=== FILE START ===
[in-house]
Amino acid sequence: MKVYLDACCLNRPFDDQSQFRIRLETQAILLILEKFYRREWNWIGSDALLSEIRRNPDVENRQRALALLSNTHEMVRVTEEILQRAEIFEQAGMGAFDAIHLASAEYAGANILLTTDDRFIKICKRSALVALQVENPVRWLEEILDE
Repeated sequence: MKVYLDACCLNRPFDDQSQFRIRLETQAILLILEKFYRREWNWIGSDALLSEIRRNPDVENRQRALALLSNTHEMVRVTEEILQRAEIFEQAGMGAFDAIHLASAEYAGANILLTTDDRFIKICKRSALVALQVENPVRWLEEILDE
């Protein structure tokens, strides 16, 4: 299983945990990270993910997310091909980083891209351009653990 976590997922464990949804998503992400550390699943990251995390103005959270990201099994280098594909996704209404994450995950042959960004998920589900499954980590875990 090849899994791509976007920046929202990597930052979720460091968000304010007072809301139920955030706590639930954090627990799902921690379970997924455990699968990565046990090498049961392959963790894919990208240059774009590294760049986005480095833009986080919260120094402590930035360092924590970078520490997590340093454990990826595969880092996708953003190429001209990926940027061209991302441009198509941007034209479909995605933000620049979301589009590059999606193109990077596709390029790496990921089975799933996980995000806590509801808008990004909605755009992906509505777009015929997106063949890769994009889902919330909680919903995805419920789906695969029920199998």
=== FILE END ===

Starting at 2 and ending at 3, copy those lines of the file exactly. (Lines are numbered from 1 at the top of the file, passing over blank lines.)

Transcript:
Amino acid sequence: MKVYLDACCLNRPFDDQSQFRIRLETQAILLILEKFYRREWNWIGSDALLSEIRRNPDVENRQRALALLSNTHEMVRVTEEILQRAEIFEQAGMGAFDAIHLASAEYAGANILLTTDDRFIKICKRSALVALQVENPVRWLEEILDE
Repeated sequence: MKVYLDACCLNRPFDDQSQFRIRLETQAILLILEKFYRREWNWIGSDALLSEIRRNPDVENRQRALALLSNTHEMVRVTEEILQRAEIFEQAGMGAFDAIHLASAEYAGANILLTTDDRFIKICKRSALVALQVENPVRWLEEILDE